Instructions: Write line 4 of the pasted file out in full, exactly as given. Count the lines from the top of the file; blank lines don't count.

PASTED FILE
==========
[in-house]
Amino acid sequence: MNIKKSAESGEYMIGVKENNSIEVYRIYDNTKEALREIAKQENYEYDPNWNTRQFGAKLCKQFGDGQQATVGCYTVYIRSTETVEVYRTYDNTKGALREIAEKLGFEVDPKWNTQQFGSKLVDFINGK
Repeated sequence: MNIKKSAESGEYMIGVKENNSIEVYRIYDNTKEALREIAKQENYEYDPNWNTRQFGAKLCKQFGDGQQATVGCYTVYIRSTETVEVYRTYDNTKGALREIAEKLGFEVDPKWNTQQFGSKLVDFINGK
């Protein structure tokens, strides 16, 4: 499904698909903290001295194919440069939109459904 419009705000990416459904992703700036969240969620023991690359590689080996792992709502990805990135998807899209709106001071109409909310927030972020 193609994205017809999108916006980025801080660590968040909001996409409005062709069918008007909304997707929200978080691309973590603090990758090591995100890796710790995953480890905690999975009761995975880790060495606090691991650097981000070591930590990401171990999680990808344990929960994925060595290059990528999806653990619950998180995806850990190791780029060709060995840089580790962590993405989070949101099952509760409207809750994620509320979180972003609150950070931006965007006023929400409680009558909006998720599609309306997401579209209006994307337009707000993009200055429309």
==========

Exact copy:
């Protein structure tokens, strides 16, 4: 499904698909903290001295194919440069939109459904 419009705000990416459904992703700036969240969620023991690359590689080996792992709502990805990135998807899209709106001071109409909310927030972020 193609994205017809999108916006980025801080660590968040909001996409409005062709069918008007909304997707929200978080691309973590603090990758090591995100890796710790995953480890905690999975009761995975880790060495606090691991650097981000070591930590990401171990999680990808344990929960994925060595290059990528999806653990619950998180995806850990190791780029060709060995840089580790962590993405989070949101099952509760409207809750994620509320979180972003609150950070931006965007006023929400409680009558909006998720599609309306997401579209209006994307337009707000993009200055429309």